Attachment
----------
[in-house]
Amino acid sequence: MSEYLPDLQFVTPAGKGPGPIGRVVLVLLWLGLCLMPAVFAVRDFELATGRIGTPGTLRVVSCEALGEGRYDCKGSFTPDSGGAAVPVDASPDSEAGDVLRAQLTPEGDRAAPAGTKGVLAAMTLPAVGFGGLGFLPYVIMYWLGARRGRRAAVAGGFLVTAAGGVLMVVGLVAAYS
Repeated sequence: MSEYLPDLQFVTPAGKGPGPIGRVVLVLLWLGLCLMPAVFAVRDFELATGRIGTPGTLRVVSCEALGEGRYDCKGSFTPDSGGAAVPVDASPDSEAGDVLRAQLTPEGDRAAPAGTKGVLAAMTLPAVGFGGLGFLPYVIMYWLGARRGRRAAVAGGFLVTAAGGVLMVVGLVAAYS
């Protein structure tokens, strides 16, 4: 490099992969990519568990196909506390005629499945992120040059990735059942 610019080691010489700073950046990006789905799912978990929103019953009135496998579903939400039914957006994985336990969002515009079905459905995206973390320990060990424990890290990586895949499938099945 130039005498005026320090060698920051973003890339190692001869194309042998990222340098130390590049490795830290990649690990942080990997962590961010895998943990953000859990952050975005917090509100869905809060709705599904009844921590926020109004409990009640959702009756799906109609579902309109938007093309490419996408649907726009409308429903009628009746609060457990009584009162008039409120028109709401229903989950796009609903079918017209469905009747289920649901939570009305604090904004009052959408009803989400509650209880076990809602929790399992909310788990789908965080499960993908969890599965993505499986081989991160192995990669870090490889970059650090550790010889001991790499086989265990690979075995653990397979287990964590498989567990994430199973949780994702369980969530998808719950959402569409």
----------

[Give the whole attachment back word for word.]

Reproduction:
[in-house]
Amino acid sequence: MSEYLPDLQFVTPAGKGPGPIGRVVLVLLWLGLCLMPAVFAVRDFELATGRIGTPGTLRVVSCEALGEGRYDCKGSFTPDSGGAAVPVDASPDSEAGDVLRAQLTPEGDRAAPAGTKGVLAAMTLPAVGFGGLGFLPYVIMYWLGARRGRRAAVAGGFLVTAAGGVLMVVGLVAAYS
Repeated sequence: MSEYLPDLQFVTPAGKGPGPIGRVVLVLLWLGLCLMPAVFAVRDFELATGRIGTPGTLRVVSCEALGEGRYDCKGSFTPDSGGAAVPVDASPDSEAGDVLRAQLTPEGDRAAPAGTKGVLAAMTLPAVGFGGLGFLPYVIMYWLGARRGRRAAVAGGFLVTAAGGVLMVVGLVAAYS
């Protein structure tokens, strides 16, 4: 490099992969990519568990196909506390005629499945992120040059990735059942 610019080691010489700073950046990006789905799912978990929103019953009135496998579903939400039914957006994985336990969002515009079905459905995206973390320990060990424990890290990586895949499938099945 130039005498005026320090060698920051973003890339190692001869194309042998990222340098130390590049490795830290990649690990942080990997962590961010895998943990953000859990952050975005917090509100869905809060709705599904009844921590926020109004409990009640959702009756799906109609579902309109938007093309490419996408649907726009409308429903009628009746609060457990009584009162008039409120028109709401229903989950796009609903079918017209469905009747289920649901939570009305604090904004009052959408009803989400509650209880076990809602929790399992909310788990789908965080499960993908969890599965993505499986081989991160192995990669870090490889970059650090550790010889001991790499086989265990690979075995653990397979287990964590498989567990994430199973949780994702369980969530998808719950959402569409």